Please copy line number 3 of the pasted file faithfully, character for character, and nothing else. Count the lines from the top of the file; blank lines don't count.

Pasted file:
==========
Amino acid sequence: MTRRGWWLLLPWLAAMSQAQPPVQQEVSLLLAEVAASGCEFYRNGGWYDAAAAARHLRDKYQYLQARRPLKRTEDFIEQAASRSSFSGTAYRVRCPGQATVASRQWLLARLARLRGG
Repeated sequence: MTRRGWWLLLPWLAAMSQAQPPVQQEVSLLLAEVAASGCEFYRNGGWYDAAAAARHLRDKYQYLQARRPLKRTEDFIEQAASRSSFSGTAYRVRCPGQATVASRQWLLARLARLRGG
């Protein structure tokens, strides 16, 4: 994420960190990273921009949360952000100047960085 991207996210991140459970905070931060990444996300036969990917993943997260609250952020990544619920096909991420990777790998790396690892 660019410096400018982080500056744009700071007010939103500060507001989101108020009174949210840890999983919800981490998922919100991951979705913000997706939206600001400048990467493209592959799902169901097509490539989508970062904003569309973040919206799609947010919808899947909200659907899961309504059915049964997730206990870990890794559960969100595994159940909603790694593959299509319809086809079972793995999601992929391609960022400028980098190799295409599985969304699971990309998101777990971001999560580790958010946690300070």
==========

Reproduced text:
């Protein structure tokens, strides 16, 4: 994420960190990273921009949360952000100047960085 991207996210991140459970905070931060990444996300036969990917993943997260609250952020990544619920096909991420990777790998790396690892 660019410096400018982080500056744009700071007010939103500060507001989101108020009174949210840890999983919800981490998922919100991951979705913000997706939206600001400048990467493209592959799902169901097509490539989508970062904003569309973040919206799609947010919808899947909200659907899961309504059915049964997730206990870990890794559960969100595994159940909603790694593959299509319809086809079972793995999601992929391609960022400028980098190799295409599985969304699971990309998101777990971001999560580790958010946690300070």